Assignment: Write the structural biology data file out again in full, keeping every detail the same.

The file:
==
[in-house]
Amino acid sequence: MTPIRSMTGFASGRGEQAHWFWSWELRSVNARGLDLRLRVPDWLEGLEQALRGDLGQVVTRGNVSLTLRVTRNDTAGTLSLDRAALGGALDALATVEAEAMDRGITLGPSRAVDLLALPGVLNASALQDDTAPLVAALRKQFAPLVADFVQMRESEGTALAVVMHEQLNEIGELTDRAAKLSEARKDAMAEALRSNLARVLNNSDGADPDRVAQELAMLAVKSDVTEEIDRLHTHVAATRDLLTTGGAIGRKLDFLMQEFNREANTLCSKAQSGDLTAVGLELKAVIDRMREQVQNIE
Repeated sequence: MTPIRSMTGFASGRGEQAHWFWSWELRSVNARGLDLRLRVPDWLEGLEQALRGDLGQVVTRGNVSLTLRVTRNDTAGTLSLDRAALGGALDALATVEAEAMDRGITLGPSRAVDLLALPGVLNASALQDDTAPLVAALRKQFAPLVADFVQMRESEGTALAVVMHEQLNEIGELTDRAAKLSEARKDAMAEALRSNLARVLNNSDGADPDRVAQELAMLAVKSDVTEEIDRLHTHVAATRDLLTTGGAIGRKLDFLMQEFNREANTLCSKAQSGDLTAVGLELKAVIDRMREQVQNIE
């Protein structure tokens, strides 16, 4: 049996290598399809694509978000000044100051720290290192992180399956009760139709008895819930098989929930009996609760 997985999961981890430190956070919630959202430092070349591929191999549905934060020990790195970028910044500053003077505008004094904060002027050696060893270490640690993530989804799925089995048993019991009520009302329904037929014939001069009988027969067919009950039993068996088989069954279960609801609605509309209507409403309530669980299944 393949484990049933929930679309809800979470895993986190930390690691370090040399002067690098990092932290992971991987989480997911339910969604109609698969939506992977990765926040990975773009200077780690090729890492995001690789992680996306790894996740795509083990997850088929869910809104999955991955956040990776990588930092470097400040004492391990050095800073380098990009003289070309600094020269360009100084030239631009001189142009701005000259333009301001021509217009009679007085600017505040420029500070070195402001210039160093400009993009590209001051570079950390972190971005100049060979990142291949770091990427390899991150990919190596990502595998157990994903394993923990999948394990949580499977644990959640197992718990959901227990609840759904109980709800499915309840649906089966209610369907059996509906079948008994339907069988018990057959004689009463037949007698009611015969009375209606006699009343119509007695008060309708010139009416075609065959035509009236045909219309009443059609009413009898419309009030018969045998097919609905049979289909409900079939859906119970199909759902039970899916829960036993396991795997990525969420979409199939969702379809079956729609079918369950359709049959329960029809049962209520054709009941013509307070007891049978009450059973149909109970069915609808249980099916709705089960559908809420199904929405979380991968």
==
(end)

[in-house]
Amino acid sequence: MTPIRSMTGFASGRGEQAHWFWSWELRSVNARGLDLRLRVPDWLEGLEQALRGDLGQVVTRGNVSLTLRVTRNDTAGTLSLDRAALGGALDALATVEAEAMDRGITLGPSRAVDLLALPGVLNASALQDDTAPLVAALRKQFAPLVADFVQMRESEGTALAVVMHEQLNEIGELTDRAAKLSEARKDAMAEALRSNLARVLNNSDGADPDRVAQELAMLAVKSDVTEEIDRLHTHVAATRDLLTTGGAIGRKLDFLMQEFNREANTLCSKAQSGDLTAVGLELKAVIDRMREQVQNIE
Repeated sequence: MTPIRSMTGFASGRGEQAHWFWSWELRSVNARGLDLRLRVPDWLEGLEQALRGDLGQVVTRGNVSLTLRVTRNDTAGTLSLDRAALGGALDALATVEAEAMDRGITLGPSRAVDLLALPGVLNASALQDDTAPLVAALRKQFAPLVADFVQMRESEGTALAVVMHEQLNEIGELTDRAAKLSEARKDAMAEALRSNLARVLNNSDGADPDRVAQELAMLAVKSDVTEEIDRLHTHVAATRDLLTTGGAIGRKLDFLMQEFNREANTLCSKAQSGDLTAVGLELKAVIDRMREQVQNIE
């Protein structure tokens, strides 16, 4: 049996290598399809694509978000000044100051720290290192992180399956009760139709008895819930098989929930009996609760 997985999961981890430190956070919630959202430092070349591929191999549905934060020990790195970028910044500053003077505008004094904060002027050696060893270490640690993530989804799925089995048993019991009520009302329904037929014939001069009988027969067919009950039993068996088989069954279960609801609605509309209507409403309530669980299944 393949484990049933929930679309809800979470895993986190930390690691370090040399002067690098990092932290992971991987989480997911339910969604109609698969939506992977990765926040990975773009200077780690090729890492995001690789992680996306790894996740795509083990997850088929869910809104999955991955956040990776990588930092470097400040004492391990050095800073380098990009003289070309600094020269360009100084030239631009001189142009701005000259333009301001021509217009009679007085600017505040420029500070070195402001210039160093400009993009590209001051570079950390972190971005100049060979990142291949770091990427390899991150990919190596990502595998157990994903394993923990999948394990949580499977644990959640197992718990959901227990609840759904109980709800499915309840649906089966209610369907059996509906079948008994339907069988018990057959004689009463037949007698009611015969009375209606006699009343119509007695008060309708010139009416075609065959035509009236045909219309009443059609009413009898419309009030018969045998097919609905049979289909409900079939859906119970199909759902039970899916829960036993396991795997990525969420979409199939969702379809079956729609079918369950359709049959329960029809049962209520054709009941013509307070007891049978009450059973149909109970069915609808249980099916709705089960559908809420199904929405979380991968």